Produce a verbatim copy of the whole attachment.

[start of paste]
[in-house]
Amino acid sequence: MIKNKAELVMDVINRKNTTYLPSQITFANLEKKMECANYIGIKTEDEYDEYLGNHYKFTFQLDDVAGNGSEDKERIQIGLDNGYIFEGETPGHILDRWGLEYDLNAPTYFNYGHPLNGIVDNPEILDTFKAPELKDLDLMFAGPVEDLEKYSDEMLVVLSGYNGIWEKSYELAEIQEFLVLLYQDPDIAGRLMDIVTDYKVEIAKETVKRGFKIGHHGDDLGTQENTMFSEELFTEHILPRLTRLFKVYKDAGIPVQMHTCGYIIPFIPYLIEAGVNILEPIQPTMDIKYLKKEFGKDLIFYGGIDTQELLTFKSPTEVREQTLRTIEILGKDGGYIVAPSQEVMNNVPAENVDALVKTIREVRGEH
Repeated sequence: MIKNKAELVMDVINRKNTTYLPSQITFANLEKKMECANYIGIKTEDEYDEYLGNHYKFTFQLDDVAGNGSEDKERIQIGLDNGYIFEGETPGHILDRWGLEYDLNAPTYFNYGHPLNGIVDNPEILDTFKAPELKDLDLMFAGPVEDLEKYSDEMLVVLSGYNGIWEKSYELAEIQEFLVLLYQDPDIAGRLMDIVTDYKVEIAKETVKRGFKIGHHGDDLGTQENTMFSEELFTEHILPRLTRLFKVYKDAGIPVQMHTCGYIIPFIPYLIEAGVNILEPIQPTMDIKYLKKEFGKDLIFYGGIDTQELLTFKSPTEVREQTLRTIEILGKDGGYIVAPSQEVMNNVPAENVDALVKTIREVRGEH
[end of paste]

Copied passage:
[in-house]
Amino acid sequence: MIKNKAELVMDVINRKNTTYLPSQITFANLEKKMECANYIGIKTEDEYDEYLGNHYKFTFQLDDVAGNGSEDKERIQIGLDNGYIFEGETPGHILDRWGLEYDLNAPTYFNYGHPLNGIVDNPEILDTFKAPELKDLDLMFAGPVEDLEKYSDEMLVVLSGYNGIWEKSYELAEIQEFLVLLYQDPDIAGRLMDIVTDYKVEIAKETVKRGFKIGHHGDDLGTQENTMFSEELFTEHILPRLTRLFKVYKDAGIPVQMHTCGYIIPFIPYLIEAGVNILEPIQPTMDIKYLKKEFGKDLIFYGGIDTQELLTFKSPTEVREQTLRTIEILGKDGGYIVAPSQEVMNNVPAENVDALVKTIREVRGEH
Repeated sequence: MIKNKAELVMDVINRKNTTYLPSQITFANLEKKMECANYIGIKTEDEYDEYLGNHYKFTFQLDDVAGNGSEDKERIQIGLDNGYIFEGETPGHILDRWGLEYDLNAPTYFNYGHPLNGIVDNPEILDTFKAPELKDLDLMFAGPVEDLEKYSDEMLVVLSGYNGIWEKSYELAEIQEFLVLLYQDPDIAGRLMDIVTDYKVEIAKETVKRGFKIGHHGDDLGTQENTMFSEELFTEHILPRLTRLFKVYKDAGIPVQMHTCGYIIPFIPYLIEAGVNILEPIQPTMDIKYLKKEFGKDLIFYGGIDTQELLTFKSPTEVREQTLRTIEILGKDGGYIVAPSQEVMNNVPAENVDALVKTIREVRGEH